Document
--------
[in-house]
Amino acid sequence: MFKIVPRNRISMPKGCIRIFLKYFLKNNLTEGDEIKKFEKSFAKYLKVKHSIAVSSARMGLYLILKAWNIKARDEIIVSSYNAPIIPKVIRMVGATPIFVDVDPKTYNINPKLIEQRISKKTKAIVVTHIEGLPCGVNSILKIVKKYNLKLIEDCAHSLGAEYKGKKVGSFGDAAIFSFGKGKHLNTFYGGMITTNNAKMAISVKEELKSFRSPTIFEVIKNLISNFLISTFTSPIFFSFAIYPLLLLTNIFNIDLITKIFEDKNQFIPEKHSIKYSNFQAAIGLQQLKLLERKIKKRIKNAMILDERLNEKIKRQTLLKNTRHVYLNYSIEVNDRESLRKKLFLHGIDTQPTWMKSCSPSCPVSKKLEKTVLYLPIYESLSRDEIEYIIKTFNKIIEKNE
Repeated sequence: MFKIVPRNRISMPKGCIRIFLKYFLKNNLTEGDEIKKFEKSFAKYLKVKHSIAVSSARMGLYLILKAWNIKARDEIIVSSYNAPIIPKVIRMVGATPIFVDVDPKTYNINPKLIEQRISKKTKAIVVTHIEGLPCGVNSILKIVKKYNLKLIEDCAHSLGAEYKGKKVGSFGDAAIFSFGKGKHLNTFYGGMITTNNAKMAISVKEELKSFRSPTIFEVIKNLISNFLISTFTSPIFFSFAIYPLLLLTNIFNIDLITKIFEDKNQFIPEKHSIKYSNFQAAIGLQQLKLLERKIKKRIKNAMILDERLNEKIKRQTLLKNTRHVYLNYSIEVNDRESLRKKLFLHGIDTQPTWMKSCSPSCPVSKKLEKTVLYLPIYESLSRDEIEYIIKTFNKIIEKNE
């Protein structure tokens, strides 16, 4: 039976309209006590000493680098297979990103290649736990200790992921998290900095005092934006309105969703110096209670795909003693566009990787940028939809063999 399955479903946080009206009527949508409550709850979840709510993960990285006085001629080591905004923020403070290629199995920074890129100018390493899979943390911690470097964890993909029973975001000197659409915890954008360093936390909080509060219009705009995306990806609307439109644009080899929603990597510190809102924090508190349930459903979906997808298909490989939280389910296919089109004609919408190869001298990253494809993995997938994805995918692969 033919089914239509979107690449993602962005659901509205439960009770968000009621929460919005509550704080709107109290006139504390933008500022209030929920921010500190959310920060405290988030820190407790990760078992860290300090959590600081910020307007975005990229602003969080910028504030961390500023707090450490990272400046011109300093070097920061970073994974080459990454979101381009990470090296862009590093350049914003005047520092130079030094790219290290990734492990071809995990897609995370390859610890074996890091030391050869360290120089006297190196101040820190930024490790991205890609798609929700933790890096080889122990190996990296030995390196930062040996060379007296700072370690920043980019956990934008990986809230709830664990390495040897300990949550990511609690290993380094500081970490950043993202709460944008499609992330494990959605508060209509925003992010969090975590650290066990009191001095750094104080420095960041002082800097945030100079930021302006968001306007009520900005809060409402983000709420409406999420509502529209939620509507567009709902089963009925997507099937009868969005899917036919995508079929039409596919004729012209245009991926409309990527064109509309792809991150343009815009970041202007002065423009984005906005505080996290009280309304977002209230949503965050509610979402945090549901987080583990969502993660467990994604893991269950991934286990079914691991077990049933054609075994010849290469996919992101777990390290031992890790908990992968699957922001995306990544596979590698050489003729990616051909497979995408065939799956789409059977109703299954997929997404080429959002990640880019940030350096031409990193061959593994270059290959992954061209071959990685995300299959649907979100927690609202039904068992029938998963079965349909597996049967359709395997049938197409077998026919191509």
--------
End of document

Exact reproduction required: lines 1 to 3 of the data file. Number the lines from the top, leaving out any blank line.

[in-house]
Amino acid sequence: MFKIVPRNRISMPKGCIRIFLKYFLKNNLTEGDEIKKFEKSFAKYLKVKHSIAVSSARMGLYLILKAWNIKARDEIIVSSYNAPIIPKVIRMVGATPIFVDVDPKTYNINPKLIEQRISKKTKAIVVTHIEGLPCGVNSILKIVKKYNLKLIEDCAHSLGAEYKGKKVGSFGDAAIFSFGKGKHLNTFYGGMITTNNAKMAISVKEELKSFRSPTIFEVIKNLISNFLISTFTSPIFFSFAIYPLLLLTNIFNIDLITKIFEDKNQFIPEKHSIKYSNFQAAIGLQQLKLLERKIKKRIKNAMILDERLNEKIKRQTLLKNTRHVYLNYSIEVNDRESLRKKLFLHGIDTQPTWMKSCSPSCPVSKKLEKTVLYLPIYESLSRDEIEYIIKTFNKIIEKNE
Repeated sequence: MFKIVPRNRISMPKGCIRIFLKYFLKNNLTEGDEIKKFEKSFAKYLKVKHSIAVSSARMGLYLILKAWNIKARDEIIVSSYNAPIIPKVIRMVGATPIFVDVDPKTYNINPKLIEQRISKKTKAIVVTHIEGLPCGVNSILKIVKKYNLKLIEDCAHSLGAEYKGKKVGSFGDAAIFSFGKGKHLNTFYGGMITTNNAKMAISVKEELKSFRSPTIFEVIKNLISNFLISTFTSPIFFSFAIYPLLLLTNIFNIDLITKIFEDKNQFIPEKHSIKYSNFQAAIGLQQLKLLERKIKKRIKNAMILDERLNEKIKRQTLLKNTRHVYLNYSIEVNDRESLRKKLFLHGIDTQPTWMKSCSPSCPVSKKLEKTVLYLPIYESLSRDEIEYIIKTFNKIIEKNE